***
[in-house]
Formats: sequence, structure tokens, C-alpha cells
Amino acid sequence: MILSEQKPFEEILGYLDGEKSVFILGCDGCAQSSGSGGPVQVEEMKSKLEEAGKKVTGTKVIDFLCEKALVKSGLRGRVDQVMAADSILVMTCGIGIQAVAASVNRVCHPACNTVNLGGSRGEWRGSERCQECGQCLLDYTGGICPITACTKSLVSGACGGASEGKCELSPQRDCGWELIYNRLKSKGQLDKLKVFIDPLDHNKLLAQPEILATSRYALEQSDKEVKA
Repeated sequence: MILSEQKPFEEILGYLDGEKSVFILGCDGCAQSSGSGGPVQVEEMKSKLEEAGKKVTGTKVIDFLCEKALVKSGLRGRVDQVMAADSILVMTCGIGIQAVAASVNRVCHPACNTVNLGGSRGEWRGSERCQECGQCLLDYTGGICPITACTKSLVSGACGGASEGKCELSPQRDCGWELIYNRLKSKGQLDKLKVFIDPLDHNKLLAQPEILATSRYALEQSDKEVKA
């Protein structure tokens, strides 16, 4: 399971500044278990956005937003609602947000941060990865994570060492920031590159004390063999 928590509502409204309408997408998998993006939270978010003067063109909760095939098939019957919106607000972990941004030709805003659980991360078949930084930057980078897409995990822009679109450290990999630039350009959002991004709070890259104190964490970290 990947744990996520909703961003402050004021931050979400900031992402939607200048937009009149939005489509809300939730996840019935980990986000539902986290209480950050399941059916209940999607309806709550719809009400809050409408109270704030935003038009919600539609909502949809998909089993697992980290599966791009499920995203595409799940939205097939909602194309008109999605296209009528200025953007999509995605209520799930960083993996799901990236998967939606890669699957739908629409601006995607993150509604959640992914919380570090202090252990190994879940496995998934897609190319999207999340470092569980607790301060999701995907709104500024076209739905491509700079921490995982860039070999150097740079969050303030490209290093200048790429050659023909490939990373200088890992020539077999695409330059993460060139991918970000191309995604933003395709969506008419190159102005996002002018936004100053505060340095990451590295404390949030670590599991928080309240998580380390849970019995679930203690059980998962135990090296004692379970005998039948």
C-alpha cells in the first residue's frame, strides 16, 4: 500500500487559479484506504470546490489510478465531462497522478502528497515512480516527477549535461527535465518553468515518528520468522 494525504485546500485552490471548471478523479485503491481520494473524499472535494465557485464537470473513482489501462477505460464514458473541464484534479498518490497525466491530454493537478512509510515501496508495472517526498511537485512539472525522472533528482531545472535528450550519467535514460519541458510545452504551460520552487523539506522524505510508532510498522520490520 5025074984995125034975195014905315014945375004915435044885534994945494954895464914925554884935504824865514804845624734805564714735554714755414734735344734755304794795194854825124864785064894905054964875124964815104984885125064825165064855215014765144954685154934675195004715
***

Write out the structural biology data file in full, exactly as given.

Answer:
[in-house]
Formats: sequence, structure tokens, C-alpha cells
Amino acid sequence: MILSEQKPFEEILGYLDGEKSVFILGCDGCAQSSGSGGPVQVEEMKSKLEEAGKKVTGTKVIDFLCEKALVKSGLRGRVDQVMAADSILVMTCGIGIQAVAASVNRVCHPACNTVNLGGSRGEWRGSERCQECGQCLLDYTGGICPITACTKSLVSGACGGASEGKCELSPQRDCGWELIYNRLKSKGQLDKLKVFIDPLDHNKLLAQPEILATSRYALEQSDKEVKA
Repeated sequence: MILSEQKPFEEILGYLDGEKSVFILGCDGCAQSSGSGGPVQVEEMKSKLEEAGKKVTGTKVIDFLCEKALVKSGLRGRVDQVMAADSILVMTCGIGIQAVAASVNRVCHPACNTVNLGGSRGEWRGSERCQECGQCLLDYTGGICPITACTKSLVSGACGGASEGKCELSPQRDCGWELIYNRLKSKGQLDKLKVFIDPLDHNKLLAQPEILATSRYALEQSDKEVKA
């Protein structure tokens, strides 16, 4: 399971500044278990956005937003609602947000941060990865994570060492920031590159004390063999 928590509502409204309408997408998998993006939270978010003067063109909760095939098939019957919106607000972990941004030709805003659980991360078949930084930057980078897409995990822009679109450290990999630039350009959002991004709070890259104190964490970290 990947744990996520909703961003402050004021931050979400900031992402939607200048937009009149939005489509809300939730996840019935980990986000539902986290209480950050399941059916209940999607309806709550719809009400809050409408109270704030935003038009919600539609909502949809998909089993697992980290599966791009499920995203595409799940939205097939909602194309008109999605296209009528200025953007999509995605209520799930960083993996799901990236998967939606890669699957739908629409601006995607993150509604959640992914919380570090202090252990190994879940496995998934897609190319999207999340470092569980607790301060999701995907709104500024076209739905491509700079921490995982860039070999150097740079969050303030490209290093200048790429050659023909490939990373200088890992020539077999695409330059993460060139991918970000191309995604933003395709969506008419190159102005996002002018936004100053505060340095990451590295404390949030670590599991928080309240998580380390849970019995679930203690059980998962135990090296004692379970005998039948």
C-alpha cells in the first residue's frame, strides 16, 4: 500500500487559479484506504470546490489510478465531462497522478502528497515512480516527477549535461527535465518553468515518528520468522 494525504485546500485552490471548471478523479485503491481520494473524499472535494465557485464537470473513482489501462477505460464514458473541464484534479498518490497525466491530454493537478512509510515501496508495472517526498511537485512539472525522472533528482531545472535528450550519467535514460519541458510545452504551460520552487523539506522524505510508532510498522520490520 5025074984995125034975195014905315014945375004915435044885534994945494954895464914925554884935504824865514804845624734805564714735554714755414734735344734755304794795194854825124864785064894905054964875124964815104984885125064825165064855215014765144954685154934675195004715